‘I thought I died': Abigail Zwerner, teacher shot by first grader
Two weeks after Newport News Commonwealth's Attorney Howard Gwynn announced that a troubled 6-year-old boy who shot a teacher in the chest as she taught a first-grade class would not face criminal charges, his victim, 25-year-old Abigail Zwerner, says she will never forget the look on his face when he shot her.
"I just will never forget the look on his face that he gave me while he pointed the gun directly at me," said Zwerner, recalling the moment she was shot by the boy at Richneck Elementary School in an interview on NBC’s "TODAY" show Tuesday.
Days after the shooting, Newport News Police Chief Steve Drew called Zwerner a “hero” for her bravery in the face of danger on Jan. 6, when she made sure her entire class was safe before she went to get help for herself after being shot.
And even as she lay in the hospital trying to recover from her injuries Zwerner remained concerned about her students.
“When I met with Abigail’s family on Saturday, and they took me up to her [hospital] room, she asked me first question, ‘Do you know how my students are?’ She was worried about them,” Drew said during a press conference days after the shooting. “And then today … she again asked me, ‘Do you know how my students are?’
In her interview with NBC, Zwerner recalled how terrified her students were after she was shot.
“They were screaming,” she said. “I think they knew as well that they had to get out of there, but they were extremely frightened and screaming.”
Drew said at about 1:59 p.m. on the day of the shooting, police received a call from the school that a teacher had been shot with no other information. Officers “from different areas” quickly converged on the school and at 2:04 p.m., two sheriff’s deputies entered the classroom where the shooting took place and found a 6-year-old male student being physically restrained by a school employee.
“The child was physically combative and struck the employee that was restraining him,” Drew said.
“Officers then took control of him and escorted him out of the building [and] placed him in a police car with an officer inside and outside of that building. Once that had occurred there was a systematic evacuation of rooms and hallways for safety as they didn’t know what they were dealing with,” he said.
Police later recovered one spent shell casing, a backpack, a cell phone, and a 9mm Taurus firearm from the scene.
Since the shooting, Diane Toscano, Zwerner’s attorney, has detailed in a three-page notice of claim cited by the Daily Press of Newport News, how the boy had exhibited a history of violent behavior toward her client and other teachers before the shooting.
She also showed how the school’s now removed Assistant Principal Ebony Parker failed to seriously treat warnings that the student had a gun prior to the shooting.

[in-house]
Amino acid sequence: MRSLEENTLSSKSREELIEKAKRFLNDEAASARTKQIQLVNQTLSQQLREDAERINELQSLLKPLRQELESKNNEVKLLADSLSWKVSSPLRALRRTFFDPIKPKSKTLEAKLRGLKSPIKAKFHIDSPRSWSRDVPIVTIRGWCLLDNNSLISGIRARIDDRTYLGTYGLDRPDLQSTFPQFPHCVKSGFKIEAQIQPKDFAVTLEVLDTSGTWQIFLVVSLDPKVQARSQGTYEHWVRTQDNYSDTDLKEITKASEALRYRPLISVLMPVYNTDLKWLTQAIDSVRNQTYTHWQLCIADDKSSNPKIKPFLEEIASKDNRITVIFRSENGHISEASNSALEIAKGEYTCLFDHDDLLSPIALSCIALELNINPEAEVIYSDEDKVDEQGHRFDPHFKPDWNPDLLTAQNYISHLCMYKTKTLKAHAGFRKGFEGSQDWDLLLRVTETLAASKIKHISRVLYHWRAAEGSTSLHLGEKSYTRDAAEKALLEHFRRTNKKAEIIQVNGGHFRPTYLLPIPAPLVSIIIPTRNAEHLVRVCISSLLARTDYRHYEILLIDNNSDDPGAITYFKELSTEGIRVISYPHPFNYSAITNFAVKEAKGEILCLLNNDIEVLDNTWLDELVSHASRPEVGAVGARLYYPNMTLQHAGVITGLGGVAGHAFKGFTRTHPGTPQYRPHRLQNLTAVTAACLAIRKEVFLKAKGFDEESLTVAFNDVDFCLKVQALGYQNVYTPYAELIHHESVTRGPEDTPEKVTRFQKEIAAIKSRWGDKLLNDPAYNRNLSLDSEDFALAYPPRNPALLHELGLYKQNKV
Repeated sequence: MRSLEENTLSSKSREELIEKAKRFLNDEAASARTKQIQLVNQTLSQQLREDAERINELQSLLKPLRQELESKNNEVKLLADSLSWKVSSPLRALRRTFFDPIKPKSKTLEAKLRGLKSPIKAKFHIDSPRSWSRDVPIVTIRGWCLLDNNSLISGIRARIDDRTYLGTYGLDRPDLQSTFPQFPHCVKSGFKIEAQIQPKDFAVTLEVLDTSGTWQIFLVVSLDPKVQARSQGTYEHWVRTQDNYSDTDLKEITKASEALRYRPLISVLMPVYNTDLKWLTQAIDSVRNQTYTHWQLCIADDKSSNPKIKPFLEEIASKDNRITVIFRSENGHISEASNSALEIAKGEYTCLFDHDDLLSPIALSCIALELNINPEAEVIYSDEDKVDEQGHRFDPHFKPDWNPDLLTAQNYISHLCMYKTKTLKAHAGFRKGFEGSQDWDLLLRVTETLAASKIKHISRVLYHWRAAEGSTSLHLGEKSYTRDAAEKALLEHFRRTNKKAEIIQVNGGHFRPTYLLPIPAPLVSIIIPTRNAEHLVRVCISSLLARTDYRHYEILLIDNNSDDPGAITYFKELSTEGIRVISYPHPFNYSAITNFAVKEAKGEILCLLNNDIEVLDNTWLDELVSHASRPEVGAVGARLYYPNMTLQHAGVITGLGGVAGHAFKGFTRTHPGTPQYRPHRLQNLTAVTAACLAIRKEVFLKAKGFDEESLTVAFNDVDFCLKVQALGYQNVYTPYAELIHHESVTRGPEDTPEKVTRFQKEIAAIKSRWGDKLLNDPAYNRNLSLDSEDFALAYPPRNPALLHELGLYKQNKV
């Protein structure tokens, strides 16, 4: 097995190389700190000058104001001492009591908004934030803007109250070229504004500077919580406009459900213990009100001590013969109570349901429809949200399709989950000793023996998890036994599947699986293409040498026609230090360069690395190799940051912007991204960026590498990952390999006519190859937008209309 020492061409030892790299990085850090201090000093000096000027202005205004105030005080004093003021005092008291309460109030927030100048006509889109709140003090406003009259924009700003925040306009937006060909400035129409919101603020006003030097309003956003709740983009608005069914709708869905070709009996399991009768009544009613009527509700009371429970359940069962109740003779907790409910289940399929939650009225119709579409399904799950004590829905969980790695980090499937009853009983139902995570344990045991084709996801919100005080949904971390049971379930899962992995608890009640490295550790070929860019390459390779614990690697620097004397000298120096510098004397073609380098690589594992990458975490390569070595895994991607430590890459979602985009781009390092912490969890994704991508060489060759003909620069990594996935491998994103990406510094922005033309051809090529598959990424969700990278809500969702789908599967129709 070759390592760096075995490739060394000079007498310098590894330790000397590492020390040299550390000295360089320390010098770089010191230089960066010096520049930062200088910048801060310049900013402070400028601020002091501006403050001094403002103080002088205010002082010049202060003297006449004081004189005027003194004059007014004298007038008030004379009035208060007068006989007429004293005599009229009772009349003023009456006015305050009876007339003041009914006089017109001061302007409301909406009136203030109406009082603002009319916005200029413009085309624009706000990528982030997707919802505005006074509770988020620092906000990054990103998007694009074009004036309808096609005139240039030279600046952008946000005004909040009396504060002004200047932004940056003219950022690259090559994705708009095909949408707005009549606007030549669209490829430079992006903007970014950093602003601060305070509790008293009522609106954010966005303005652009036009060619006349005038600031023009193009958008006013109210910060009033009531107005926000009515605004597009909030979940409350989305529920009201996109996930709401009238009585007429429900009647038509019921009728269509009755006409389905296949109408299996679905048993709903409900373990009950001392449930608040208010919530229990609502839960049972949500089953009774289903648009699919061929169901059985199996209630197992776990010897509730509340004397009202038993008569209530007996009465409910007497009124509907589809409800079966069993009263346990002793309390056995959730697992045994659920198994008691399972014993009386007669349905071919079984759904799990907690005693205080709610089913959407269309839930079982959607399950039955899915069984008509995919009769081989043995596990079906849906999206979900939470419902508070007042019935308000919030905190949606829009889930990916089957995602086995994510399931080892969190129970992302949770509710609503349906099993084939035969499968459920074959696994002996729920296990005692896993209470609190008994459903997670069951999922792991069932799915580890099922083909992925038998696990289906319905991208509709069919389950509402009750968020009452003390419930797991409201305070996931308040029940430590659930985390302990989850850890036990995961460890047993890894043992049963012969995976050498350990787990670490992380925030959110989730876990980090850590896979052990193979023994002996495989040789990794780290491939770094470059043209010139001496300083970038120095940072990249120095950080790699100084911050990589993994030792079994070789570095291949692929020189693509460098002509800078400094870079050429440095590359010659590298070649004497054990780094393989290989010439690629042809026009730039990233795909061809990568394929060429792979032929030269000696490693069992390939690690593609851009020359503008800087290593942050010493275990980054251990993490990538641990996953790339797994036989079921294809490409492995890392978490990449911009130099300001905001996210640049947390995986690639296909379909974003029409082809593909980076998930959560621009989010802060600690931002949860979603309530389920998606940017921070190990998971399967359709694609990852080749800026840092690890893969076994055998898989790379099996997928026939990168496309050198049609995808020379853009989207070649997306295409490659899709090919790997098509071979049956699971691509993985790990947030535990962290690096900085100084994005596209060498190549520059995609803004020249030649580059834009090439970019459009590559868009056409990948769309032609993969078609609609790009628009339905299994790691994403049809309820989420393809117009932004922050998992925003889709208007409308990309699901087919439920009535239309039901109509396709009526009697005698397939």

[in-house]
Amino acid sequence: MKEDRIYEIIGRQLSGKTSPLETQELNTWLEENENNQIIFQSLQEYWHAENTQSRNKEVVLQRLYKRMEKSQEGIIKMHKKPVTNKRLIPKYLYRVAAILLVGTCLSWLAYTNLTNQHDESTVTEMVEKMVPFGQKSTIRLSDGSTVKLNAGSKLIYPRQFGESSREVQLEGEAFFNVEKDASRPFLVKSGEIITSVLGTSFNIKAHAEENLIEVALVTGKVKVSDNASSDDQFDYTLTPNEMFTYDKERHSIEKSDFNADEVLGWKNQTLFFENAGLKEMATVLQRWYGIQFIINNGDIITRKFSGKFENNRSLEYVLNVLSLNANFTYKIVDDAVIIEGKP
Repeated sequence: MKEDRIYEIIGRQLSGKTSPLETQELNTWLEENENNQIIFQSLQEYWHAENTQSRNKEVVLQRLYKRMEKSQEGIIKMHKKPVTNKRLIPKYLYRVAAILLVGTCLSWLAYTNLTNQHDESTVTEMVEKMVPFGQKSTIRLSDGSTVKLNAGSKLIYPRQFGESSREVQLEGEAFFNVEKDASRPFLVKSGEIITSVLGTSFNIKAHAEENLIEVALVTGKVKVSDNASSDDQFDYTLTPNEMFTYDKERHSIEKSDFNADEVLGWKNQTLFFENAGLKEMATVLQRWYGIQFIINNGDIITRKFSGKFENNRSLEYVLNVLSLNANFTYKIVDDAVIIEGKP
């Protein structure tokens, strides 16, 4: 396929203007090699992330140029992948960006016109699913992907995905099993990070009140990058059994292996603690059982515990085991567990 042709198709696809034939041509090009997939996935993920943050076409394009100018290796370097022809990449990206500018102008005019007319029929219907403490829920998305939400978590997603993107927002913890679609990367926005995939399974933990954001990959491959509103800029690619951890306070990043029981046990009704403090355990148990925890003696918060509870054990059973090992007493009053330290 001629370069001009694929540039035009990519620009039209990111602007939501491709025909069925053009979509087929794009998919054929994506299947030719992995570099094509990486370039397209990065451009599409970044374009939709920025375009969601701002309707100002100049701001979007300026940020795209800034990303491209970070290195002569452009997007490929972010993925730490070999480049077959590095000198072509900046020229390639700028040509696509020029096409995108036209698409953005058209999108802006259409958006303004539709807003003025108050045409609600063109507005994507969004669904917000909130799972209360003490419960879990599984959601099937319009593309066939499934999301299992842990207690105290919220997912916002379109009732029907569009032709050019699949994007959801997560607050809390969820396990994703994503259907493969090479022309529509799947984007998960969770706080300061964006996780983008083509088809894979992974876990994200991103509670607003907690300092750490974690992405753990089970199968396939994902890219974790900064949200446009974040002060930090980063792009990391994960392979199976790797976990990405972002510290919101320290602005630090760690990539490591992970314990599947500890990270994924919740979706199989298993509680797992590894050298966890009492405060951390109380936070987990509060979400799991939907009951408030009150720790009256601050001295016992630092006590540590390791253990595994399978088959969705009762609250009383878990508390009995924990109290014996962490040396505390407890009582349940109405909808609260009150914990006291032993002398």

“Three different times Assistant Principal Parker was warned by concerned teachers or employees that the shooter had a gun on him at school,” the claim says. “The tragedy was entirely preventable if Assistant Principal Parker had done her job and acted when she had knowledge of imminent danger.”
Children younger than 7 are presumed unable to form the intent to carry out an illegal act under Virginia law, but someone could be charged for failing to secure the gun used in the shooting Drew explained.
It was unclear how the boy gained access to the gun that was secured with a trigger lock and kept on the top shelf of the mother’s bedroom closet. In a statement through attorney James Ellenson, the boy’s family said their son has an "acute disability" and offered prayers for Zwerner.
“Our son suffers from an acute disability and was under a care plan at the school that included his mother or father attending school with him and accompanying him to class every day. Additionally, our son has benefitted from an extensive community of care that also includes his grandparents working alongside us and other caregivers to ensure his needs and accommodations are met. The week of the shooting was the first week when we were not in class with him. We will regret our absence on this day for the rest of our lives,” they said.
“We continue to pray for his teacher’s full recovery, and for her loved ones who are undoubtedly upset and concerned. At the same time, we love our son and are asking that you please include him and our family in your prayers.”
Zwerner, who is still grappling with trauma from the shooting, said even though she desperately worked to save her students after she was shot, she wasn’t sure she would survive. She said she didn’t realize that one of her lungs had collapsed after she was shot, but after she went to get help from the school office her vision started to go and her breathing became labored.
"I remember I went to the office and I just passed out," she said. "I thought I had died."
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